Certain cybersecurity practitioners have no knowledge of the implication when writing policy statement even with help from external subject matter experts.
A typical example is that host with “dual home” connection must not be allowed. There are some rationales that this network setup will incur cybersecurity risks but only on particular scenarios. It is risky if one network interface card (NIC) lands on trusted zone while the other NIC lands on a “dirty” zone. The host is then acting as a network firewall that might not be robust as a dedicated network firewall device capabilities.
But if the host (especially in control systems) needs this setup to be managed by computer management system (e.g. domain controller) in one network while the other network manages the controllers, sensors and the design is certified by the manufacturer, blindly changing this to non-dual home setup will affect the intended operational capabilities.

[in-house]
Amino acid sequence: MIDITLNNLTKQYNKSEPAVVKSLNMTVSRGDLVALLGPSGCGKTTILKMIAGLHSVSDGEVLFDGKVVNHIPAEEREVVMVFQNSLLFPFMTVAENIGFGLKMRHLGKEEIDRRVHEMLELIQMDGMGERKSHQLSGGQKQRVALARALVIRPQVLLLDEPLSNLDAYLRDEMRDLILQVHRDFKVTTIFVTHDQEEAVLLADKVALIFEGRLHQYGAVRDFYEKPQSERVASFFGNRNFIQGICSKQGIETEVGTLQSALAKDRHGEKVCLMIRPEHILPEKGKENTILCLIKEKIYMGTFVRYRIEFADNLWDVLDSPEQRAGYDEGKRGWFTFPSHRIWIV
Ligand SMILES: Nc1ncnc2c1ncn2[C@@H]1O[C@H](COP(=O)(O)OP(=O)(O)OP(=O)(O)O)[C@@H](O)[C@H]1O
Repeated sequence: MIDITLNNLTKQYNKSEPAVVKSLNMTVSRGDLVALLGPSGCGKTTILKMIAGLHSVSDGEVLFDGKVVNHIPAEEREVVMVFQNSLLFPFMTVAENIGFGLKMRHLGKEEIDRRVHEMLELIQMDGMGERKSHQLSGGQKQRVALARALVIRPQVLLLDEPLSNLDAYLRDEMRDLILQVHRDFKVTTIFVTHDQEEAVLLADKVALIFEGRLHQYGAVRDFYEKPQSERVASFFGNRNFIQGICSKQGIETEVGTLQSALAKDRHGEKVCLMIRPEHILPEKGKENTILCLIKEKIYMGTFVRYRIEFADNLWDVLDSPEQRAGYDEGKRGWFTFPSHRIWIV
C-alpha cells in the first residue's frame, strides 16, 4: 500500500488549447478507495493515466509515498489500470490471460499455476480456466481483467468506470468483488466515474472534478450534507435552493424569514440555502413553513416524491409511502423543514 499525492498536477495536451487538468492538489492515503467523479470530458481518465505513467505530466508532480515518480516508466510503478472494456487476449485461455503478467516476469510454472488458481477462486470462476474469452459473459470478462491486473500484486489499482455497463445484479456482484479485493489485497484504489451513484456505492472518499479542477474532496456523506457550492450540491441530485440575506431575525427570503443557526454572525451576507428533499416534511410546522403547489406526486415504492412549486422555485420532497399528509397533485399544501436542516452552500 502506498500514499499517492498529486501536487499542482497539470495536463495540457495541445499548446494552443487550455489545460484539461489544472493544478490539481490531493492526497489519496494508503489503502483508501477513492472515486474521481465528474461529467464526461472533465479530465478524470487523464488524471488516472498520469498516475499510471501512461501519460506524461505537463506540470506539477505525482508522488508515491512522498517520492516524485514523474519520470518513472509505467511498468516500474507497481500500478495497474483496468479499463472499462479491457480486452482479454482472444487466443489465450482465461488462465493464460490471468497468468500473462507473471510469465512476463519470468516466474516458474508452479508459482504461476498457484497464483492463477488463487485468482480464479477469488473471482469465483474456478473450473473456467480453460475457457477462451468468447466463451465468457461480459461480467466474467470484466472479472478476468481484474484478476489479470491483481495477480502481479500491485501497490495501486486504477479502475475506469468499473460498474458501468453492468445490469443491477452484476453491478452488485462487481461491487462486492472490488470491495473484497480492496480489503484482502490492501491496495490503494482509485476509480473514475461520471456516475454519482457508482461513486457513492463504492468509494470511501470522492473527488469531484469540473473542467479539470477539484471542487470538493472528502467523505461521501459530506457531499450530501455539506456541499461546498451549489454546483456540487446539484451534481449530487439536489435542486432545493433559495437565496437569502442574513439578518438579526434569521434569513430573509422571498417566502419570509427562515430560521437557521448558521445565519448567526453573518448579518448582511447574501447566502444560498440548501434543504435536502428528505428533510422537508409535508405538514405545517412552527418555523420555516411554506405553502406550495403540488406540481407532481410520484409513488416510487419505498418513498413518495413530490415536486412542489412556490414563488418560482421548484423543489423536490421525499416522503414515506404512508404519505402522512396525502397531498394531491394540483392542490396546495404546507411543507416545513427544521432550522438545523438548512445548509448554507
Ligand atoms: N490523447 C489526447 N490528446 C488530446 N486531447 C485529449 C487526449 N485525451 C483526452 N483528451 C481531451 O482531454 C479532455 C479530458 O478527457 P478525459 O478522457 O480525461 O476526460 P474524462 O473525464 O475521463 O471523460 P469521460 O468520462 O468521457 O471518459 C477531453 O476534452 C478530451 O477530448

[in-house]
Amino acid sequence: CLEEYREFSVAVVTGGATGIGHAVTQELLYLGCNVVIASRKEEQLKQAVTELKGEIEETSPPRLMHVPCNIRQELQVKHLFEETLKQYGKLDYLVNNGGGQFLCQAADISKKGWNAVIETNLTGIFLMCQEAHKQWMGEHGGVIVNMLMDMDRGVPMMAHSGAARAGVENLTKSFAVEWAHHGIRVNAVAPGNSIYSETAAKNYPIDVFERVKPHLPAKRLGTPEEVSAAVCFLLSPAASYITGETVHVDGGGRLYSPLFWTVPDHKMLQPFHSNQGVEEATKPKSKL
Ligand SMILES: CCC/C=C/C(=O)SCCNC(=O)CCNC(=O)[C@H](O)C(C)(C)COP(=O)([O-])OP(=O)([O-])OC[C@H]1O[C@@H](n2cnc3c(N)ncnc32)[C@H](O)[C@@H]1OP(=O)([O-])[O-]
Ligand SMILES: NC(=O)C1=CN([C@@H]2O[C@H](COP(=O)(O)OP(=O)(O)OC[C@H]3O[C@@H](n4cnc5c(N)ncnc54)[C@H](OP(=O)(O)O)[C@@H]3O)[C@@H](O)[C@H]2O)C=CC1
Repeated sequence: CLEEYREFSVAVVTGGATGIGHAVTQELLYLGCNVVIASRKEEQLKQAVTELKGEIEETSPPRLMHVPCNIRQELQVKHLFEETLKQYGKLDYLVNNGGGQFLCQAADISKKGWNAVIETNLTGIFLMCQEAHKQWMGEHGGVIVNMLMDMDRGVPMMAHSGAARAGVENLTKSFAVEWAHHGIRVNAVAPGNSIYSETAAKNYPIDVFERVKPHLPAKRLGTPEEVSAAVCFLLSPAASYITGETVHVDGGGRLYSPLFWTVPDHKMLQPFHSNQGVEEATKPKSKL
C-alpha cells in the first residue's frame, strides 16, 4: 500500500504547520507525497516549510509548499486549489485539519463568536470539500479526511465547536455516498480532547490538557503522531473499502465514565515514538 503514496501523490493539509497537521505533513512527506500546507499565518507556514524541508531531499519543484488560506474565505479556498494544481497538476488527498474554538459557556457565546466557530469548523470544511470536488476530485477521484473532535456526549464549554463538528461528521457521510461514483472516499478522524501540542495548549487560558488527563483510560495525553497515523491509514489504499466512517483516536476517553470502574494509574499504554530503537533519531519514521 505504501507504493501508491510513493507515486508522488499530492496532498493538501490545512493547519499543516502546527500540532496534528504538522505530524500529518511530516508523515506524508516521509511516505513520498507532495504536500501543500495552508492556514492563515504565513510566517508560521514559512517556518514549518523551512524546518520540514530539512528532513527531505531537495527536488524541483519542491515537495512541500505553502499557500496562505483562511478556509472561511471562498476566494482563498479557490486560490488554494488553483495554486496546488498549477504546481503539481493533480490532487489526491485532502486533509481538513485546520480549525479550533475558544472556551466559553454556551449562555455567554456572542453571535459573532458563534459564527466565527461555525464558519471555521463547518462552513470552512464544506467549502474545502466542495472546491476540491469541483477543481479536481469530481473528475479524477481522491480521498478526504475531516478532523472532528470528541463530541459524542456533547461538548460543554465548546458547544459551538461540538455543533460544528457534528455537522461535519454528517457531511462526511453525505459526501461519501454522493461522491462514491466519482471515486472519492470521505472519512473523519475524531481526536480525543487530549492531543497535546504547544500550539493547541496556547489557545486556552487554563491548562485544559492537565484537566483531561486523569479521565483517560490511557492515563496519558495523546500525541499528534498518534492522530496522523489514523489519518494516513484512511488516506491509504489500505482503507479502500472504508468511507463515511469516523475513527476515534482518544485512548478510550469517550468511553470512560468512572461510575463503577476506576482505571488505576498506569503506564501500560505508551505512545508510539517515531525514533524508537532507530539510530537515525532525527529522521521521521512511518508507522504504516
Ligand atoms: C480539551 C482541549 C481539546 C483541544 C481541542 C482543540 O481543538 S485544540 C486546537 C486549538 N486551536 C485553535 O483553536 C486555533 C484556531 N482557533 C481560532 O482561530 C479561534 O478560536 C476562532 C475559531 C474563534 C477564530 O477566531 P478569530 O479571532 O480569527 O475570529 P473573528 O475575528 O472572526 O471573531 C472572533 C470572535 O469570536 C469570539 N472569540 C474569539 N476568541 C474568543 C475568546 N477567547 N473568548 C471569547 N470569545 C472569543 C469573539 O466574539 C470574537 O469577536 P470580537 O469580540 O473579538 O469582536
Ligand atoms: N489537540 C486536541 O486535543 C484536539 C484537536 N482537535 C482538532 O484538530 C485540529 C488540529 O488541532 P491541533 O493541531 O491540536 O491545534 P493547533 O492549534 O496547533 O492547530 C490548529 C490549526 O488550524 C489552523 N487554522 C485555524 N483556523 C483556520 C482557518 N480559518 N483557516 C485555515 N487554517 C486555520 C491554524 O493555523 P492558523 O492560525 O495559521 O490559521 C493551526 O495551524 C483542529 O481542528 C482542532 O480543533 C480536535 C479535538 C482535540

Lesson learned: don’t write something that causes your business immediately falling into non-compliance state. Always understand your business environment, listen to your business users feedbacks to formulate baseline policies but find ways to enhance incrementally (not overnight, not turn-key). Always accept that there is no 100% cyber secure environment for business. Don’t do something solely base on textbox knowledge without actual field experience and applicability. Focus your effort to formulate protection at strategic level rather than micro management of these minute details.